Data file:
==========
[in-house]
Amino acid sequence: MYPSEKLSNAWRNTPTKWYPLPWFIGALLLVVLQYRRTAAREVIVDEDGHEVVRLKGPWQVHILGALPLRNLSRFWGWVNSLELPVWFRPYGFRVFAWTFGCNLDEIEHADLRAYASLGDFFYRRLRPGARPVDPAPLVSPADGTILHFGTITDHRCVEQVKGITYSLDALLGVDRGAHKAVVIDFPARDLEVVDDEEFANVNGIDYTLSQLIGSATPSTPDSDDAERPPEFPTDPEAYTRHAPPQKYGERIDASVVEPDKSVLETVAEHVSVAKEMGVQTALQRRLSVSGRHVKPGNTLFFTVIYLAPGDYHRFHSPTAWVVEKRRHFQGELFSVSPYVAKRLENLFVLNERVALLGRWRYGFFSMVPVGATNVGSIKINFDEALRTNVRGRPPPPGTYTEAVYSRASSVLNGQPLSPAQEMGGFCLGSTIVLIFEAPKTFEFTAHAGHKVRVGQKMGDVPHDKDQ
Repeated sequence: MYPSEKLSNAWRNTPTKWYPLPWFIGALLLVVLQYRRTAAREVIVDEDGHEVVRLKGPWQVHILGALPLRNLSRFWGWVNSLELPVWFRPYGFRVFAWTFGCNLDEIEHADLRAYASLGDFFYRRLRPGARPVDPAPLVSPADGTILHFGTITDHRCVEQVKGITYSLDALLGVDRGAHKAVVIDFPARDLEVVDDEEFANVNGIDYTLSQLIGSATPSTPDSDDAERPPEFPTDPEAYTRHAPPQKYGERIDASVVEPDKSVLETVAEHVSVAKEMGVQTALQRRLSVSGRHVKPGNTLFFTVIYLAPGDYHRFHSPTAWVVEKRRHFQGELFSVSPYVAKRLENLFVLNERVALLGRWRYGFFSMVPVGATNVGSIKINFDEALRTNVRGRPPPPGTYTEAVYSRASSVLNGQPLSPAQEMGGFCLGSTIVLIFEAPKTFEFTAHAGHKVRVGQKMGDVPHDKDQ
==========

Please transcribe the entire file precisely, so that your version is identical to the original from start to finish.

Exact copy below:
[in-house]
Amino acid sequence: MYPSEKLSNAWRNTPTKWYPLPWFIGALLLVVLQYRRTAAREVIVDEDGHEVVRLKGPWQVHILGALPLRNLSRFWGWVNSLELPVWFRPYGFRVFAWTFGCNLDEIEHADLRAYASLGDFFYRRLRPGARPVDPAPLVSPADGTILHFGTITDHRCVEQVKGITYSLDALLGVDRGAHKAVVIDFPARDLEVVDDEEFANVNGIDYTLSQLIGSATPSTPDSDDAERPPEFPTDPEAYTRHAPPQKYGERIDASVVEPDKSVLETVAEHVSVAKEMGVQTALQRRLSVSGRHVKPGNTLFFTVIYLAPGDYHRFHSPTAWVVEKRRHFQGELFSVSPYVAKRLENLFVLNERVALLGRWRYGFFSMVPVGATNVGSIKINFDEALRTNVRGRPPPPGTYTEAVYSRASSVLNGQPLSPAQEMGGFCLGSTIVLIFEAPKTFEFTAHAGHKVRVGQKMGDVPHDKDQ
Repeated sequence: MYPSEKLSNAWRNTPTKWYPLPWFIGALLLVVLQYRRTAAREVIVDEDGHEVVRLKGPWQVHILGALPLRNLSRFWGWVNSLELPVWFRPYGFRVFAWTFGCNLDEIEHADLRAYASLGDFFYRRLRPGARPVDPAPLVSPADGTILHFGTITDHRCVEQVKGITYSLDALLGVDRGAHKAVVIDFPARDLEVVDDEEFANVNGIDYTLSQLIGSATPSTPDSDDAERPPEFPTDPEAYTRHAPPQKYGERIDASVVEPDKSVLETVAEHVSVAKEMGVQTALQRRLSVSGRHVKPGNTLFFTVIYLAPGDYHRFHSPTAWVVEKRRHFQGELFSVSPYVAKRLENLFVLNERVALLGRWRYGFFSMVPVGATNVGSIKINFDEALRTNVRGRPPPPGTYTEAVYSRASSVLNGQPLSPAQEMGGFCLGSTIVLIFEAPKTFEFTAHAGHKVRVGQKMGDVPHDKDQ